Do you want to help close the justice gap and be a legal advocate serving your community? The Montana Tribal Advocacy Incubator Project (TAIP) recruits, trains, mentors, and supports people to become tribal lay advocates. Tribal lay advocates represent tribal members in tribal court with common civil legal matters including divorce and custody, landlord-tenant disputes, wills and probate, real estate and land issues. MLSA partners with Tribal Courts across Montana to meet the program goal of increasing the amount of legal assistance available in rural reservation communities.
Tribal advocates represent individuals in tribal court without having a law degree. Tribal advocates must sit for the Tribal Bar Exam and be accredited by tribal court. While all the tribal courts have tribal advocates, there are currently not enough to meet the growing need for legal aid on Montana’s reservations. This is where TAIP is working to make an impact.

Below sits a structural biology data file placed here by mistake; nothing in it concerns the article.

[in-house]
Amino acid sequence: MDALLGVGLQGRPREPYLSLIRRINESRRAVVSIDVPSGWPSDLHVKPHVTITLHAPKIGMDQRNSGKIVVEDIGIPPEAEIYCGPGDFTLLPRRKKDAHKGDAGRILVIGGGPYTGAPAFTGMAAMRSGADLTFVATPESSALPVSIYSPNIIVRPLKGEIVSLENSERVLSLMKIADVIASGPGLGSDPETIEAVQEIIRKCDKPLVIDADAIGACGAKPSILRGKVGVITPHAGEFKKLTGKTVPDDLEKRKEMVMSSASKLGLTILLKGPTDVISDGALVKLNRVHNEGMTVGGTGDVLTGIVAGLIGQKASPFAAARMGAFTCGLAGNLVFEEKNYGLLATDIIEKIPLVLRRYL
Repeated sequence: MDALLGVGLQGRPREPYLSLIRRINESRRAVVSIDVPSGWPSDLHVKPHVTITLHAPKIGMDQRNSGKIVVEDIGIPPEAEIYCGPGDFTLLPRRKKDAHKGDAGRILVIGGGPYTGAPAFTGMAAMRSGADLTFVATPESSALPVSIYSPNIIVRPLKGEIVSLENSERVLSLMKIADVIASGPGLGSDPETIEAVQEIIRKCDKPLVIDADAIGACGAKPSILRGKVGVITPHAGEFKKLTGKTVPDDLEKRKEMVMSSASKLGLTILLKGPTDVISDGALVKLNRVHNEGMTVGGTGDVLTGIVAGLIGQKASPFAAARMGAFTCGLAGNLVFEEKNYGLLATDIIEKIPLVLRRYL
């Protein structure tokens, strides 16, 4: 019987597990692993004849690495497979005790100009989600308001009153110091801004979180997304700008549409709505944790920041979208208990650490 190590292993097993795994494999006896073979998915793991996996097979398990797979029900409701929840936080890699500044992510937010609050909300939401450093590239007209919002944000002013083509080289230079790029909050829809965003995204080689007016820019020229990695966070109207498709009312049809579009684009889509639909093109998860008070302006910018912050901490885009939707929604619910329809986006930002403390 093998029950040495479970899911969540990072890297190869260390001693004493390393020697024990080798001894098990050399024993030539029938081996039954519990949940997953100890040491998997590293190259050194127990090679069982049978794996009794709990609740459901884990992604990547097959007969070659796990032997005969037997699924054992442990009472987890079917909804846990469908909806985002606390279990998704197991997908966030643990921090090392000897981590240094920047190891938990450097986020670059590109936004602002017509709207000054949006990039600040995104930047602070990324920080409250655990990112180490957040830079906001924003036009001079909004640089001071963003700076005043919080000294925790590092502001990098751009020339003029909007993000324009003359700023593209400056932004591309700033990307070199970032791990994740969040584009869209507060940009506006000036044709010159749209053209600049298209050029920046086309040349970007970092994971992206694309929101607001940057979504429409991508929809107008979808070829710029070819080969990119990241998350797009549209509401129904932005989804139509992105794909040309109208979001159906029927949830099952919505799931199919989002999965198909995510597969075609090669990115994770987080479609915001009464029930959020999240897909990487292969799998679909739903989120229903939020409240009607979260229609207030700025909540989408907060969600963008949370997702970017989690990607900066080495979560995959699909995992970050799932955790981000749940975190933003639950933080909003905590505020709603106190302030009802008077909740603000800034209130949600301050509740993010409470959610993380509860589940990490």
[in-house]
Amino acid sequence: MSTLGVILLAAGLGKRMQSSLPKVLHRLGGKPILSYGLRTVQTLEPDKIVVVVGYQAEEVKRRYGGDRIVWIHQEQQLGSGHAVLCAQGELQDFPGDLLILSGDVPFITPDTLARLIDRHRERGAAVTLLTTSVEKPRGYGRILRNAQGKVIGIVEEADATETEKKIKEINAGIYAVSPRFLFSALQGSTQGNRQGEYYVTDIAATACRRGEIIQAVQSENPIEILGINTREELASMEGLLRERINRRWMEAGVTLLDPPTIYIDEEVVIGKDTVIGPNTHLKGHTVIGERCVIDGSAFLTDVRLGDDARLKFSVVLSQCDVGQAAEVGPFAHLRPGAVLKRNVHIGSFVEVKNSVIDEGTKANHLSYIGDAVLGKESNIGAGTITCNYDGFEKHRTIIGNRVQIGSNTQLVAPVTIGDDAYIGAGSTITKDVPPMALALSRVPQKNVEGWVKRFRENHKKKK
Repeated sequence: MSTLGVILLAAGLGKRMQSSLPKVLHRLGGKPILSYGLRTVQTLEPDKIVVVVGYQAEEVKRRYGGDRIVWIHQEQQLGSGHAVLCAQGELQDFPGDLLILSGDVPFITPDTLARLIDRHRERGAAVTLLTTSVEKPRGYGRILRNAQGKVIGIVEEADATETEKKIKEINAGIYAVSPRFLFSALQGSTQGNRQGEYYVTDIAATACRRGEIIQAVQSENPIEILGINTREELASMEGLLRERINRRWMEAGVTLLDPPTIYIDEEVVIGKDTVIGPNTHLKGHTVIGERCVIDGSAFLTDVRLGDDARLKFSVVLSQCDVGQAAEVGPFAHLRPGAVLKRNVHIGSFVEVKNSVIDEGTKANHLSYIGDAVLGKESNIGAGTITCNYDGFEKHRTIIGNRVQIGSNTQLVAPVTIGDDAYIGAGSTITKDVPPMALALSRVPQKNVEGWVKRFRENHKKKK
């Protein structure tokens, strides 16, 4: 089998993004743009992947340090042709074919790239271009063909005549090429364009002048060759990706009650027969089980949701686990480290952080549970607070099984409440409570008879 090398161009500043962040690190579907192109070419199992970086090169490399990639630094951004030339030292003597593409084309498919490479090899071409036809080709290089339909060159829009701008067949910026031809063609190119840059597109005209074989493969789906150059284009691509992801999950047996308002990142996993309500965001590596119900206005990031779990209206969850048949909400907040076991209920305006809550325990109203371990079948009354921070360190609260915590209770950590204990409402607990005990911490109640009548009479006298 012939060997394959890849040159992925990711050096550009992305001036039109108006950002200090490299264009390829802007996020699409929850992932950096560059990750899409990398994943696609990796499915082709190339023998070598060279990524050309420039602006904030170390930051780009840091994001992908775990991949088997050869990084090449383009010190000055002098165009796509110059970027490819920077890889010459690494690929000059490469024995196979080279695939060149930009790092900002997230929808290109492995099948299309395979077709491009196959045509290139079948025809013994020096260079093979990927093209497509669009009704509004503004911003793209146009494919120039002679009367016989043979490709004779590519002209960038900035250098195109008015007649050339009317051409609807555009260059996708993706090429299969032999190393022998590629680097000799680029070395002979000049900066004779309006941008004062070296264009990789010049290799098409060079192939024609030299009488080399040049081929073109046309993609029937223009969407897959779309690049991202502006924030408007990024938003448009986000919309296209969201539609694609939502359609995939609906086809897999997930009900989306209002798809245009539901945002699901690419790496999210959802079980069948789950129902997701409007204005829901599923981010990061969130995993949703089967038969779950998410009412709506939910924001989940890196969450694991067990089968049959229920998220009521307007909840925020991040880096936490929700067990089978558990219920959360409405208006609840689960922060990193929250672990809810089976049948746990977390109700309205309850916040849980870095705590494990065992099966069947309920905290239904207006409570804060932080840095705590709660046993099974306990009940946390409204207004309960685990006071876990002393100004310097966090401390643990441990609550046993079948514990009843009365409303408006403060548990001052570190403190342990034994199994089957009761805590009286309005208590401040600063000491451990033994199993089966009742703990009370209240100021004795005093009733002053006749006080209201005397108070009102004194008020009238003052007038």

TAIP helps to train and equip tribal advocates with the skills and support needed to sit for the Tribal Bar Exam and run their own legal practice.
To ensure participants receive the best possible training, MLSA partners with the Alexander Blewett III School of Law, the Indian Law Section of the State Bar, and Tribal Courts across Montana. The curriculum is tailored to meet the needs of the participants and tribes taking part in the program.
Educational sessions are provided remotely as well as in-person. They focus on:
- legal advocacy;
- court representation; and
- the basics of how to run your own business.
In addition to the trainings, participants receive:
- a travel stipend for in-person training;
- a stipend for office equipment and business start-up costs;
- a stipend to cover costs of the Tribal Bar Exam;
- ongoing mentorship from MLSA; and
- free participation in the Modest Means Program and the Montana Lawyer Referral & Information Service that connects prospective clients in need of sliding scale legal services.
The program is free to participants.
Once they finish the program and open their own legal businesses, TAIP participants can set their own fees for representing clients. However, participating advocates must agree to charge clients referred by the Modest Means Program no more than the Modest Means rate.